Work a Move
We teach our players a number of pass rush techniques and help them to develop their best move and a counter. When we grade practice and games one part of a DL’s grade is a technical grade. Technical grades are based on knowing the call, proper alignment, stance, etc. D-linemen receive a technical grade for every play they are on the field. For pass rush opportunities the DL receive a pass rush move grade. The scale is ++, +, 0,-, -- with a double plus being the best and a double minus being the worst. If a player received a 0, he attempted a pass rush move but it wasn’t successful. If the player was graded +, the pass rush move resulted in pressure and if he received a ++ the pass rush resulted in disruption of the pass. While a grade of – means the DL did not attempt a pass rush move. Typically this means a DL ran directly into the OL and blocked himself. A grade of - - is for a critical error. Critical errors in the pass rush are taking the path of least resistance and leaving your rush lane or losing contain and the offense was able to capitalize. Also giving up on a pass rush earns the grade of --. With HUDL we are able to send out DL film with notes so they can look at their pass rush grades from practice and games. I think we can use this film to guide our DL as they develop their pass rush plan.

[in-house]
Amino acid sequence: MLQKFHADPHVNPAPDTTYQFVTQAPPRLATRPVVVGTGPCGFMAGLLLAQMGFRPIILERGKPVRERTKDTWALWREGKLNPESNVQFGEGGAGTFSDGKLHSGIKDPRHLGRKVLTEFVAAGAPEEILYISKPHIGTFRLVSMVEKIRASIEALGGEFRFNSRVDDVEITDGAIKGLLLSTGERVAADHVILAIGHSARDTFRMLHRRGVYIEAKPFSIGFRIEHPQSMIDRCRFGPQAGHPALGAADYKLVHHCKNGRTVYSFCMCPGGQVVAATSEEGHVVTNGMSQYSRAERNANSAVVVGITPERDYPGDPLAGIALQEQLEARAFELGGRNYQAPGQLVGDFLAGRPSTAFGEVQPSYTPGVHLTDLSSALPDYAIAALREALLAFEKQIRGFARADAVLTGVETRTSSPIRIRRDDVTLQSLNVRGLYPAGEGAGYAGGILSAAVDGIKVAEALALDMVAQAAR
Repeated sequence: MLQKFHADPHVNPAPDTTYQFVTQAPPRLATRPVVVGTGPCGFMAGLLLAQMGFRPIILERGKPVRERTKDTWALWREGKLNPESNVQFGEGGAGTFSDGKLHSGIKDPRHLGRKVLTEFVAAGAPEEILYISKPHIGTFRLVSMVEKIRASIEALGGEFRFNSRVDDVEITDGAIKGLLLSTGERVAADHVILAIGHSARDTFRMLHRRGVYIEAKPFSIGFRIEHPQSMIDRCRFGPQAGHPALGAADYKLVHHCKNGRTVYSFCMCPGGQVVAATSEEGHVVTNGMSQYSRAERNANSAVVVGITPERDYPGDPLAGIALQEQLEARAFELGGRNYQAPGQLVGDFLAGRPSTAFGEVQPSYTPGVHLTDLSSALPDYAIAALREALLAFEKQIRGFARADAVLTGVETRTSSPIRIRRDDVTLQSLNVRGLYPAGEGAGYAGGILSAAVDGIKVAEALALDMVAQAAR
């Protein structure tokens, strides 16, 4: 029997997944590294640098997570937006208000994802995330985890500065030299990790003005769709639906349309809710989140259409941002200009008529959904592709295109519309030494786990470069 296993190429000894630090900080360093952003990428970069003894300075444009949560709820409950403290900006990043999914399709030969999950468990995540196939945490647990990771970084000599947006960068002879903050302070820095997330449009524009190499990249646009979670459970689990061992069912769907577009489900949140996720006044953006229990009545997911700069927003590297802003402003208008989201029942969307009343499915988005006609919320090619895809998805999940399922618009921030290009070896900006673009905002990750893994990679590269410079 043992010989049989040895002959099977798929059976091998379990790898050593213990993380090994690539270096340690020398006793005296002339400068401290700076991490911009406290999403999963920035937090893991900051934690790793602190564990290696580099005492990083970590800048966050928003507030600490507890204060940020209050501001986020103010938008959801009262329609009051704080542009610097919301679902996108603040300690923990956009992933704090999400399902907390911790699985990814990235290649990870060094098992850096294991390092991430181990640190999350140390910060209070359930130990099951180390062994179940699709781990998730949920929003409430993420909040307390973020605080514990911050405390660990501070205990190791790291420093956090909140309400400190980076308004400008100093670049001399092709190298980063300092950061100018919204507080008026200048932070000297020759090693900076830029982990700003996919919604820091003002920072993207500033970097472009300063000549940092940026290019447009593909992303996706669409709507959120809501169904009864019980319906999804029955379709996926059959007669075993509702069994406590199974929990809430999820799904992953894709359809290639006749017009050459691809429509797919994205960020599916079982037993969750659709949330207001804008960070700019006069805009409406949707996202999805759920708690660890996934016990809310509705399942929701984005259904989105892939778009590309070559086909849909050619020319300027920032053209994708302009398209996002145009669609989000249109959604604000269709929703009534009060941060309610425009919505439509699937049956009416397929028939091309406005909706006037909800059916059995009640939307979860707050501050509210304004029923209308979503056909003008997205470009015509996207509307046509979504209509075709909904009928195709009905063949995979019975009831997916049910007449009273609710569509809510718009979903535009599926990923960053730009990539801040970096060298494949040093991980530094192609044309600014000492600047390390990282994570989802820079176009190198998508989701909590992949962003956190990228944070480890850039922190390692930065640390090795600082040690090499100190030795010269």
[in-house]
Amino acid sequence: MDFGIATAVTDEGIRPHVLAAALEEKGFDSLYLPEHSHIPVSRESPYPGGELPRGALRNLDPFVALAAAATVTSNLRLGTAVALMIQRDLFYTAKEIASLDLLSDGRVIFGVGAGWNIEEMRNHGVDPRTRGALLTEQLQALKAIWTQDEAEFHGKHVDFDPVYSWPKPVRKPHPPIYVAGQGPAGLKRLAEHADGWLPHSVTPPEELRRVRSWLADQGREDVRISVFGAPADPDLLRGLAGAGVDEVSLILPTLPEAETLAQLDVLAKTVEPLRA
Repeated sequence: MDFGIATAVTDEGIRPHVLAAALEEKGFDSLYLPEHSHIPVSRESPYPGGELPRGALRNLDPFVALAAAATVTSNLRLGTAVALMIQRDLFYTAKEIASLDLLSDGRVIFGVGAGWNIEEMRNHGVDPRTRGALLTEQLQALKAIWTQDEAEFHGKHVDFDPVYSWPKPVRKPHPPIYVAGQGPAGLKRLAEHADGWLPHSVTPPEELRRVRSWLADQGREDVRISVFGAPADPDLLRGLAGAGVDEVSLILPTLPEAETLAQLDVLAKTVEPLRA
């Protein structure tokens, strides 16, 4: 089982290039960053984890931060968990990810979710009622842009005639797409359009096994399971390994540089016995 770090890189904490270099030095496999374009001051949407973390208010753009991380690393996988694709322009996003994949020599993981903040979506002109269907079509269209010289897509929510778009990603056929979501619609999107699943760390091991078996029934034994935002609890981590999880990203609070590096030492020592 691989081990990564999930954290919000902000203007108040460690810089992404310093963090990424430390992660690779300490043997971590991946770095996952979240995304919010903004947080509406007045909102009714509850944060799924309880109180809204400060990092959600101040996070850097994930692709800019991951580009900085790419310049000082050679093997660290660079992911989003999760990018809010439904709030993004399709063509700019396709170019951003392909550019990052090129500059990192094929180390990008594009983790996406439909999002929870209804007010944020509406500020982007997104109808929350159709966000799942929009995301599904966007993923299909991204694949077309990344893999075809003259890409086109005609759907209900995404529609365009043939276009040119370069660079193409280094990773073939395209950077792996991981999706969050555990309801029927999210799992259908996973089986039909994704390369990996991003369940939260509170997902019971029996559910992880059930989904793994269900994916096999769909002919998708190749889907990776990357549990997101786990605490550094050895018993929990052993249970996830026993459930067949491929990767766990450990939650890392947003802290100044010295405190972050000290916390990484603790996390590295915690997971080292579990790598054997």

We work hard to coach finish to our team. For pass rush finish means: sacks, disrupted passes, and strips. We chart every practice in terms of pass rush production and post the results in the locker room. Players take the competition seriously and want to be the best pass rusher each day. This will also serve as a tool to help guide players in developing their pass rush attack. What worked and what didn’t?
Overall I think by helping players understand the big picture (global learning) and challenging them to think (reflective learning) we will build better pass rushers. I also think these concepts will help us make in game adjustments as well as help players self-correct. If a player isn’t seeing on the field what he expected based on game plan he will be able to communicate that to coaches between series. Also the hope is that the player can evaluate what is happening to him and adjust his pass rush plan during the game. This type of self-correction is only possible if the player fully understands the bigger pass rush picture and has thought about what his other possible plans of action might be.